It's worked for us (relatively)...
"The question is, if we're not getting any health benefits, then why continue to promote ethanol and other biofuels."
How about because such biofuels are supposedly much better environmentally than fossil fuels? I mean, the CO2 from the plant you kill today for fuel will be re-assimilated later when other fuel plant grow. Not all of it, but a fair bit. With fossil fuels: probably zero.
In Brazil, we've had already almost 30 years experience with ethanol derived from sugar cane. I'm not in this business, but there are some things I heard about it there. There was a time, in the mid 80s, when more than 50% of the cars ran on ethanol. The octane is higher indeed, but the gallons/mile is a bit worse. Since ethanol was (and is) quite cheaper than gasoline there, it was worth it. But then oil prices fell... and ethanol cars became much less fun, and slowly retreated to very low numbers. Now, with oil prices spiking, they are trendy again, with one important difference: now most if not all new cars are "flex fuel", which means they run on either gas or ethanol or whatever mixture of those. You can have half a tank of gas and then top it with ethanol if you're short on cash, for example. Millions of cars here in the US are flex fuel too, and people just started noticing that recently (because they started putting a little sticker saying so in the back of the car).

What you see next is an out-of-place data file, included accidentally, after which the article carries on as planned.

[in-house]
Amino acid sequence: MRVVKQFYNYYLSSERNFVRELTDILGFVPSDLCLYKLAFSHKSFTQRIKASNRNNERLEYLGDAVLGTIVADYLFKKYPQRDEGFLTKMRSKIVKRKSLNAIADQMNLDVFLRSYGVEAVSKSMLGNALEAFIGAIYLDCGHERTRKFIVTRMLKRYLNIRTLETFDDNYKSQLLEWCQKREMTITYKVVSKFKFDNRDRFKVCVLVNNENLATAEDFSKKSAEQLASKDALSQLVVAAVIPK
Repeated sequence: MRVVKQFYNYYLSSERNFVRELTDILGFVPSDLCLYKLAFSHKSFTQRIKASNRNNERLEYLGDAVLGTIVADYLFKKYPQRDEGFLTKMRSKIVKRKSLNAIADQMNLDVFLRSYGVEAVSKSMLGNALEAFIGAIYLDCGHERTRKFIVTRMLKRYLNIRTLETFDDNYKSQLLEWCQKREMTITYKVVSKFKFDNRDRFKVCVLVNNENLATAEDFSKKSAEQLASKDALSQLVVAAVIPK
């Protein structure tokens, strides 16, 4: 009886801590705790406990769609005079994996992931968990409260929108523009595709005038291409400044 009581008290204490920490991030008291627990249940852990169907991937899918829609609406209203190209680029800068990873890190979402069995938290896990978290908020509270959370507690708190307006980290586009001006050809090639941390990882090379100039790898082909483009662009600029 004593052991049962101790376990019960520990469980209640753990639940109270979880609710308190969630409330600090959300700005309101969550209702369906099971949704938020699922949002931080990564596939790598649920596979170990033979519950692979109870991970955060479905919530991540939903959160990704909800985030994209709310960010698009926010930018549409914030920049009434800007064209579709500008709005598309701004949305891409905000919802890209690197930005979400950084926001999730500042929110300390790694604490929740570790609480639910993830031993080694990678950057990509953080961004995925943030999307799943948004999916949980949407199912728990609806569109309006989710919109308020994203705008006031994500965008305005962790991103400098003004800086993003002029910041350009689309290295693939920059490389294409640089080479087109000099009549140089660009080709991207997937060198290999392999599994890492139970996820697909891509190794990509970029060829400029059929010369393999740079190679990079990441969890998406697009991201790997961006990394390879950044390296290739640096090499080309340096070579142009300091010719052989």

Of course the fleet in Brazil is much smaller (some 10x last time I've seem any numbers) than the one in US, but nonetheless only a single smallish state (São Paulo) produces almost all the ethanol we need. Plus the largest orange crop in the world, and much more. Check on your box of Minute Maid. :-)
Now, if those fast neutron fission reactors would become reality, most of the problems of current nuclear tech would just go away. Oh well, new problems would sure arise...